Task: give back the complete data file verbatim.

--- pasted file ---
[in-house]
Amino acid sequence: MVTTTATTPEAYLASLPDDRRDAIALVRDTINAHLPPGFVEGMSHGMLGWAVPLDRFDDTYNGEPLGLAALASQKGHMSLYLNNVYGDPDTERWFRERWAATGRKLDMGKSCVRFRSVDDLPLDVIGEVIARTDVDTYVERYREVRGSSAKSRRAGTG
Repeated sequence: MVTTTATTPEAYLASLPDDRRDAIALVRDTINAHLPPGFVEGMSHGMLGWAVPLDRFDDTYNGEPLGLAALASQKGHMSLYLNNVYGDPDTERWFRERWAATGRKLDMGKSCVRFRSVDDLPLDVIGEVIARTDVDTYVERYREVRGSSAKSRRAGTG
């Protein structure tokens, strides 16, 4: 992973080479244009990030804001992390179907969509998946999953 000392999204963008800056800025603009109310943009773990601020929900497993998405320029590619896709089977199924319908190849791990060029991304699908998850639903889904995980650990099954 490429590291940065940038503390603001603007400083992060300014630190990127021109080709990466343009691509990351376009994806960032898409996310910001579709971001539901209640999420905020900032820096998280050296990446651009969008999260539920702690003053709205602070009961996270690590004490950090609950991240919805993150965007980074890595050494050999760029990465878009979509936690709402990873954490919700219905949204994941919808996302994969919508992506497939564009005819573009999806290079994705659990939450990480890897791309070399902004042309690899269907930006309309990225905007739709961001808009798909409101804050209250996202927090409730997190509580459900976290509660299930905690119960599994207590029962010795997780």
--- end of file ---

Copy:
[in-house]
Amino acid sequence: MVTTTATTPEAYLASLPDDRRDAIALVRDTINAHLPPGFVEGMSHGMLGWAVPLDRFDDTYNGEPLGLAALASQKGHMSLYLNNVYGDPDTERWFRERWAATGRKLDMGKSCVRFRSVDDLPLDVIGEVIARTDVDTYVERYREVRGSSAKSRRAGTG
Repeated sequence: MVTTTATTPEAYLASLPDDRRDAIALVRDTINAHLPPGFVEGMSHGMLGWAVPLDRFDDTYNGEPLGLAALASQKGHMSLYLNNVYGDPDTERWFRERWAATGRKLDMGKSCVRFRSVDDLPLDVIGEVIARTDVDTYVERYREVRGSSAKSRRAGTG
């Protein structure tokens, strides 16, 4: 992973080479244009990030804001992390179907969509998946999953 000392999204963008800056800025603009109310943009773990601020929900497993998405320029590619896709089977199924319908190849791990060029991304699908998850639903889904995980650990099954 490429590291940065940038503390603001603007400083992060300014630190990127021109080709990466343009691509990351376009994806960032898409996310910001579709971001539901209640999420905020900032820096998280050296990446651009969008999260539920702690003053709205602070009961996270690590004490950090609950991240919805993150965007980074890595050494050999760029990465878009979509936690709402990873954490919700219905949204994941919808996302994969919508992506497939564009005819573009999806290079994705659990939450990480890897791309070399902004042309690899269907930006309309990225905007739709961001808009798909409101804050209250996202927090409730997190509580459900976290509660299930905690119960599994207590029962010795997780």